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“I think we should delete Twitter,” I said to my computer screen early Monday morning in our marketing team’s weekly meeting as five pairs of eyeballs curiously blinked back at me.

Mental health is always on our minds at Simply Psych because we are in the business of helping mental health professionals. So, we naturally lean into mindfulness in all that we do both internally as a company and proactively as we engage with the world. In today’s digitally dependent society, this means largely online and via social media.

You will often hear us say, “We hate social media, so follow us.” Cheeky, yes, but we mean it, which is why I was quick to speak the idea into existence to our team with great exhaustion. Social media use without a protective layer of #MindfulMedia habits can be harmful.

This whole Twitter fiasco is one of the many reasons we exert the energy to engage online at all. Social media can become (or struggles to do anything but be) toxic very quickly.


The Death of Twitter

The previous weekend, Elon Musk announced – via a series of Tweets – that Twitter would be rebranding to “X,” ending the run of the iconic sky blue bird with a coat of black paint and white crossed lines. Musk touts the rebrand as “art deco” style, while many online users highlighted that the very slightly modified unicode character could be bought off of for a whopping $30.

Eyerolls and jokes aside, we feel quite ridiculous at this point to stay on board with Twitter as it makes this alleged cosmetic change. Twitter has died, and what we are left with is a toxic cesspool of misinformation, disinformation, and really just garbage, all with very questionable policies, rules, and guidelines. Dr. Kubler-Ross discusses the stages of grief and we’re accepting that years of time, money, and effort to build a presence on the site will be lost. And we’re okay with that.

Furthermore, in many ways, to support Twitter is to support Elon Musk. The latter is not a person committed to the betterment of all people, and he’s certainly not for mental health either.

So why the X rebrand?


New Thread on the Block

Meta’s owner, Mark Zuckerberg, launched Threads, the new Twitter lookalike, which garnered more than one hundred million users in its first five days in early July. It should come as no surprise that this made Musk a teeny bit jealous. In yet another series of Tweets, Musk proposed the two billionaires fight. Umm, yes… A fight as in the two men wearing boxing gloves in a ring in front of a sold out crowd.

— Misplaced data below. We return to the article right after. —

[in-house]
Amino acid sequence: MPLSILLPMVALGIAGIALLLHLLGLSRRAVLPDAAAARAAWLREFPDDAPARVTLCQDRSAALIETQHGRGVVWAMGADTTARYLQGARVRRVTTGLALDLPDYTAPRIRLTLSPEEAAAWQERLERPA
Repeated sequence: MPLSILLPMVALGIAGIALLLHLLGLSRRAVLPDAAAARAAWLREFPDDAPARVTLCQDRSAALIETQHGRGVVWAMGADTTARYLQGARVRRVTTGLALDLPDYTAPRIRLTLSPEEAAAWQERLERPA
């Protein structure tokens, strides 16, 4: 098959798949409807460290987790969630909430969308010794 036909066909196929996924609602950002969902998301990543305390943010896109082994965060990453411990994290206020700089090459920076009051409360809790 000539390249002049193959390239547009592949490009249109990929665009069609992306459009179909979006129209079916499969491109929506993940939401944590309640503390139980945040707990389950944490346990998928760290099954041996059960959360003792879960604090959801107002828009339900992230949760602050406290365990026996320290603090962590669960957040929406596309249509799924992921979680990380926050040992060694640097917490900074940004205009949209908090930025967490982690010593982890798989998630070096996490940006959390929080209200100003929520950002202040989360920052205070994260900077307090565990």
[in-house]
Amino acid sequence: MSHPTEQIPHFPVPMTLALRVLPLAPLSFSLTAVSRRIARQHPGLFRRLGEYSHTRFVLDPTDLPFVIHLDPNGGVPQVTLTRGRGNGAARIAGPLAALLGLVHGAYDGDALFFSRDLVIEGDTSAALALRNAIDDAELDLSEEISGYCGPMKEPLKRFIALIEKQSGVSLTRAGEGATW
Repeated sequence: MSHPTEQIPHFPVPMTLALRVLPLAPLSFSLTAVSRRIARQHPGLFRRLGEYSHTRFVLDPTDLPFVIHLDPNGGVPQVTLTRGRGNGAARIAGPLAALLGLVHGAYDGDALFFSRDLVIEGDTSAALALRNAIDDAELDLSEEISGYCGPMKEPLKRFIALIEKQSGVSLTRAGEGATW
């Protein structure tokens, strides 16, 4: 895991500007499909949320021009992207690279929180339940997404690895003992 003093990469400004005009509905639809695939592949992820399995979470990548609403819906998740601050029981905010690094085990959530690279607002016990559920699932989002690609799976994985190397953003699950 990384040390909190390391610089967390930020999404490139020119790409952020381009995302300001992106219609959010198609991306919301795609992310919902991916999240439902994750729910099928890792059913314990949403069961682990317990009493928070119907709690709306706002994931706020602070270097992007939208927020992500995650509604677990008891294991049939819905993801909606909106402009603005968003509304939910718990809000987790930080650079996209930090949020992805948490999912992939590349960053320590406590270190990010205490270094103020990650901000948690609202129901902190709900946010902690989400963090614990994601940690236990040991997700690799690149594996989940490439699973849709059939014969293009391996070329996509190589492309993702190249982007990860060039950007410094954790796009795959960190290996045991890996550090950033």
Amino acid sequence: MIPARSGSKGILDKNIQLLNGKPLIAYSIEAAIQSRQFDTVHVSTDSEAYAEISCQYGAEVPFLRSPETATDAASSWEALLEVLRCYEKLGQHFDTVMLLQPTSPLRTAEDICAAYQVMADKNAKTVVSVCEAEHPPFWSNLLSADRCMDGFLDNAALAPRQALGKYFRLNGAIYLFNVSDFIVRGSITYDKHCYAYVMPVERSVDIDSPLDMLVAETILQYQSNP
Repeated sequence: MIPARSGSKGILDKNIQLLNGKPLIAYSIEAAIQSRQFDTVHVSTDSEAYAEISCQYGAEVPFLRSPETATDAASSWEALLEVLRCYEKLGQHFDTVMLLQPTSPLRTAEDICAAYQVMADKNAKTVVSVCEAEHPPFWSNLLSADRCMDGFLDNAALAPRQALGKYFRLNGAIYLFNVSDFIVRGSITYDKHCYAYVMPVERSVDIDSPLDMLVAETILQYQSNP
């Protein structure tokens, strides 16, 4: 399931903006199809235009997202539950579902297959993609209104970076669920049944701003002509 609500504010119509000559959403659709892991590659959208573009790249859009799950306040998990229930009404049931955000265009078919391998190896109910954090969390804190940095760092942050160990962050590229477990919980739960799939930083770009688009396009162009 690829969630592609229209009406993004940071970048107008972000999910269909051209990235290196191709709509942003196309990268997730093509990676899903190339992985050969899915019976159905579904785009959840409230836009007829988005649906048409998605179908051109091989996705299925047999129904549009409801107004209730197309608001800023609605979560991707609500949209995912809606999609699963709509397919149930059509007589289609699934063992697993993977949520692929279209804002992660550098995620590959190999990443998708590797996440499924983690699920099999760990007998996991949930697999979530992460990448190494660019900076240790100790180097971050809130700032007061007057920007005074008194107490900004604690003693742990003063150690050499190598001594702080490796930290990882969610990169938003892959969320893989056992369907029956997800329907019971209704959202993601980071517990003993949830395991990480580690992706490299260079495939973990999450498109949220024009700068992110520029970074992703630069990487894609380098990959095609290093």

With Threads being connected to Instagram and Facebook, it offers users and companies a simple alternative to Twitter with effortless setup. The new social media platform does lack the exact same functions and algorithm type as Twitter, perhaps either for originality’s sake or to give each user a more friendly experience.

Given the success of Meta’s other social media platforms, it’s easier to have faith in Thread’s ability to turn into something efficient and less toxic. Hopefully it becomes a great tool for brands to share insightful content as well as connect users with their friends and family. At least that is if one is willing to deal with Zuckerberg straightening out the kinks along the way.


Jump Ship or Salvage What’s Left?

How many other teams are having a similar Twitter-turned-X-is-sinking-so-let’s-do-Threads conversation our team dove into? There probably is no one right answer for every person, company, brand, etc. Jack Appleby of Future Social says there is really no reason to leave Twitter for now, “especially if your brand has built an audience there.” Yet, he goes on to tell readers that Musk did indeed “basically [light] a $44 billion company on fire.”

Now, as technicalities and opinions clash in a dangerously beautiful display of fireworks celebrating American capitalism and consumerism in the digital age, users must ask themselves what being a part of these social media platforms means for themselves and their families, teams, businesses, and organizations.


We at Simply Psych say, “delete them all,” but, if you choose to stay, stick with us. We’re in the business of mental health edutainment, human created content (none of that AI nonsense), and most importantly, we help helpers help you. Let us know what you decide!

Find us wherever you are.